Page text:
The European Commission is set to adopt interim protective measures to contain an outbreak of bird flu in the Netherlands.
They are likely to include a ban on the selling of poultry products from the region to the EU and third countries.
The Dutch authorities have already begun destroying 150,000 chickens at the poultry farm near the village of Hekendorp and banned poultry transport across the whole country.
A representative of the Dutch food and drug authority explained how the chickens would be killed:
“We are going to clean up the poultry by means of CO2 gas. That will take a considerable amount of time and will kill the chickens in stages. When we get the signal that it’s safe, we will go in and remove the dead chickens manually. We are alert and will do everything we can to keep the virus under control.”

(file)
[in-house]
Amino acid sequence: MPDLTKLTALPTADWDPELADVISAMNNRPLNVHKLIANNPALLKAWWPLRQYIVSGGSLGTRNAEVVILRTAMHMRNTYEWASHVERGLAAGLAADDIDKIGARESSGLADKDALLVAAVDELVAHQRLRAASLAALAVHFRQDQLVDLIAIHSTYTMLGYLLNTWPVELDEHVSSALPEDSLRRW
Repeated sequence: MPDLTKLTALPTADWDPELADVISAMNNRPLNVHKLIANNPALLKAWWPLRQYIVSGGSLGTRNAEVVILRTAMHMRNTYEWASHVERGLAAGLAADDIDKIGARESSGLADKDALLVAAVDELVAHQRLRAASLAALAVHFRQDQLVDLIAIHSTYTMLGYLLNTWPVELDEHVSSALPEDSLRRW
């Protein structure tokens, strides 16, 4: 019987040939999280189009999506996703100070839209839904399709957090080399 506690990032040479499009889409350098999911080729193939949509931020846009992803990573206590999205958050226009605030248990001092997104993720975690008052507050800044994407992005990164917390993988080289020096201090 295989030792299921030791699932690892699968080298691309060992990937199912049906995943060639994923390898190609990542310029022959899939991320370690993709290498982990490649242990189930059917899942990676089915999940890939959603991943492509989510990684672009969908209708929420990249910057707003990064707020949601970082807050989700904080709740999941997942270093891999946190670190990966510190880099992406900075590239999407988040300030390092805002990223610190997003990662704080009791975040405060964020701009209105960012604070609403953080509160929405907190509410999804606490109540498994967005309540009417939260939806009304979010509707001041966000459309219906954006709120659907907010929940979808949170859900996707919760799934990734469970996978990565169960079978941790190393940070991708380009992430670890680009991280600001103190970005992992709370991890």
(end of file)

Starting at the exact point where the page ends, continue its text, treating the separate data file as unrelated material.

The bird flu strain has been identified as H5N8. It has never been detected in humans but an outbreak in South Korea meant millions of birds had to be slaughtered.
Another case of bird flu has also been confirmed this time at a duck breeding farm in Yorkshire in northern England where a poultry cull is underway.
The Department for Environment and Rural Affairs (Defra) has ruled out the deadly H5N1 strain and stressed that the risk to public health was very low.